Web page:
Abercrombie & Fitch says its summer catalogue is sexy in a wholesome sort of way: ``Norman Rockwell of 2001.'' Critics from conservative Christians to liberal feminists call it soft porn, and now they've joined forces to boycott the trendy, youth-oriented retailer.
By the standards of Penthouse or Hustler, the A&F Quarterly might seem tame. But it is displayed in tightly wrapped plastic, intended only for buyers 18 or older, and features young, unclad male and female models in what the company touts as ``pictures hotter than a backyard barbecue.''
Abercrombie & Fitch spokesman Hampton Carney said the publication is as much a magazine as a catalogue, targeted at the college market. But boycott organizers contend the company also is wooing younger customers and using sex to popularize its image.
Illinois Lt. Gov. Corinne Wood _ a Republican who has been sparring with A&F since 1999 _ announced the boycott campaign last week in Chicago. She has recruited a diverse mix of supporters more familiar with facing off against each other than with working together.
The broad alliance ``shows the importance of this issue,'' said Michelle Dewlen, president of the Chicago chapter of the National Organization for Women. She faulted the catalogue for promoting ``unrealistic body types'' and displaying images that evoked group sex.
``It's not a catalogue,'' she said. ``It's a soft porn magazine.''
The Rev. Bob Vanden Bosch, head of Concerned Christian Americans, said it was ``quite unusual'' to find himself allied with NOW. But he welcomed the coalition.
``It's very important for people to get involved,'' he said. ``The exploitation of sex and young people in A&F's catalogue is not only atrocious but also a psychological molestation of their teen-age customers.''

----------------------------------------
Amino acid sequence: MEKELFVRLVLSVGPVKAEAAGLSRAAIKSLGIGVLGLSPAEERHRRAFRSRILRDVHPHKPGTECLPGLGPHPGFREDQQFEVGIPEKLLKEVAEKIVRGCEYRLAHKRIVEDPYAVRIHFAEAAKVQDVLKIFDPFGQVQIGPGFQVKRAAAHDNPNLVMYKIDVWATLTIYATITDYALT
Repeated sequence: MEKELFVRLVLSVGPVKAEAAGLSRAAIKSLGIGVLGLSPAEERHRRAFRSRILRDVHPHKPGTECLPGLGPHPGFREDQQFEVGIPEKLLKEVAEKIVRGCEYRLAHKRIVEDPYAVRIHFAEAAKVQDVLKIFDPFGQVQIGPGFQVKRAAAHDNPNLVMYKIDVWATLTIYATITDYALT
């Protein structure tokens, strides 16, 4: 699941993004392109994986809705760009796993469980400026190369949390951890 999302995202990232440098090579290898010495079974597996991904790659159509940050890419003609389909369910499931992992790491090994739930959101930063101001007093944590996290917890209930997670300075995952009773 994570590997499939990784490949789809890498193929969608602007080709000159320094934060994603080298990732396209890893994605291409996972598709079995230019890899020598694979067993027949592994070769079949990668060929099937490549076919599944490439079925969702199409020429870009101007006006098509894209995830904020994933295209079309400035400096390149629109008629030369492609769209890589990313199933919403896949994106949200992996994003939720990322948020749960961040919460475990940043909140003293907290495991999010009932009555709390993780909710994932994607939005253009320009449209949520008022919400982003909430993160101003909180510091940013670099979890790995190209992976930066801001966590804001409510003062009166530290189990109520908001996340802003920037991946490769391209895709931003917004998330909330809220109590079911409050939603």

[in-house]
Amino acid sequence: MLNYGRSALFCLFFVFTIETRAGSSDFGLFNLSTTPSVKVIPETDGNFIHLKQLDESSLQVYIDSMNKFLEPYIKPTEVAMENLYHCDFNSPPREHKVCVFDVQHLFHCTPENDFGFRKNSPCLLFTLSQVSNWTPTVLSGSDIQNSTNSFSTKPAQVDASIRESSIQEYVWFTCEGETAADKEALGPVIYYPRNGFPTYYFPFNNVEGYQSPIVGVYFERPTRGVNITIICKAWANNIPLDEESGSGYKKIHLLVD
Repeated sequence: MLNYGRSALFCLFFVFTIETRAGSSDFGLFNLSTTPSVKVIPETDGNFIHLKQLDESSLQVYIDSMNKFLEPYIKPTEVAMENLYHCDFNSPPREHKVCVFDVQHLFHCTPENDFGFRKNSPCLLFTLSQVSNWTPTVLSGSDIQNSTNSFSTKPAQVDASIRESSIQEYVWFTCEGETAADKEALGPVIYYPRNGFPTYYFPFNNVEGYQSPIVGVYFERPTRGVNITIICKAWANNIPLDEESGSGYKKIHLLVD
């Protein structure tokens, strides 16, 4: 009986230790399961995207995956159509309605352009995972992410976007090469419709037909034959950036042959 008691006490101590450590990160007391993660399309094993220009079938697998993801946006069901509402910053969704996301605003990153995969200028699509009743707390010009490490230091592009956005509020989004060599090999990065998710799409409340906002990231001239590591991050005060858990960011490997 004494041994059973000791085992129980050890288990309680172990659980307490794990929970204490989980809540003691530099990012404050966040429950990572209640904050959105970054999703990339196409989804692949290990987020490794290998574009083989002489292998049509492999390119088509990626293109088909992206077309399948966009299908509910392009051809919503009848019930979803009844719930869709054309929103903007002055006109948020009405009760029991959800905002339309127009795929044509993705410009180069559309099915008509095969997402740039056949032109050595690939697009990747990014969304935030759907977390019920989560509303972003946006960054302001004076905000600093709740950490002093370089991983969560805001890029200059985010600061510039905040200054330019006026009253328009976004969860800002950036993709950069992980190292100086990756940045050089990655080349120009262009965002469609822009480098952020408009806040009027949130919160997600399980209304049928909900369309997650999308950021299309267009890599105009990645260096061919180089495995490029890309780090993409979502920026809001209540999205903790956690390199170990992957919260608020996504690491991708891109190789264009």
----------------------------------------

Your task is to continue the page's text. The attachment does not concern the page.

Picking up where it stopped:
Carney said Abercrombie & Fitch takes the criticism seriously but has no intention of toning down the catalogue.
``You have to be true to your customers _ and their response is overwhelmingly positive,'' he said. ``There's nothing in it you don't see on any public beach in Miami. It's the Norman Rockwell of 2001 _ wholesome images of kids having the time of their lives.''
Circulation of the quarterly is about 300,000. Half go to subscribers; the rest sell at stores for $6 apiece.
The question for some boycott proponents was whether their effort would just win attention for Abercrombie & Fitch, making the catalogue even more popular.
``The alternative is saying nothing,'' said Joe Kelly, founder of the Minnesota-based group Dads and Daughters. ``That's just not acceptable when we're talking about our kids, and trying to address some really disturbing things happening with marketing to children.''
Wood, mother of two teen-agers and an 11-year-old, says she has no doubts about the strategy. ``Whatever publicity A&F gets from this boycott will be bad publicity,'' she said.
Previous editions of A&F Quarterly have included interviews with porn stars and an article titled ``Drinking 101'' that incurred the wrath of Mothers Against Drunk Driving.
The Michigan attorney general's office denounced the 1999 ``Naughty or Nice'' Christmas catalogue as sexually explicit and demanded steps to curtail its distribution to minors. The company then said it would sell the catalogue only to people 18 and over.
Wood, who also protested the ``Naughty or Nice'' issue, thought at the time that Abercrombie & Fitch would reduce the sexual content of its publication. She decided to organize the boycott after concluding that the latest catalogue was the worst yet in terms of nudity.
``What they're selling is an image _ that it's cool to be running around naked or half-naked with other teen-agers,'' she said.
Founded in 1892, Abercrombie & Fitch became famous as an outfitter for expeditions, including Theodore Roosevelt's trips to Africa and the Amazon. Ernest Hemingway bought guns there; President Eisenhower used A&F fishing gear.
A decade ago, the company switched its primary market to 18-to-22-year olds. From a new corporate headquarters outside Columbus, Ohio, it operates more than 370 stores nationwide.
Wood hoped the boycott would hit home to the company's shareholders, who learned last month that first-quarter earnings rose 27 percent.
``We'll try to generate some negative feedback. Then we'll try to make a dent in the corporate bottom line,'' she said. ``The message is simple: Our children are not for sale.''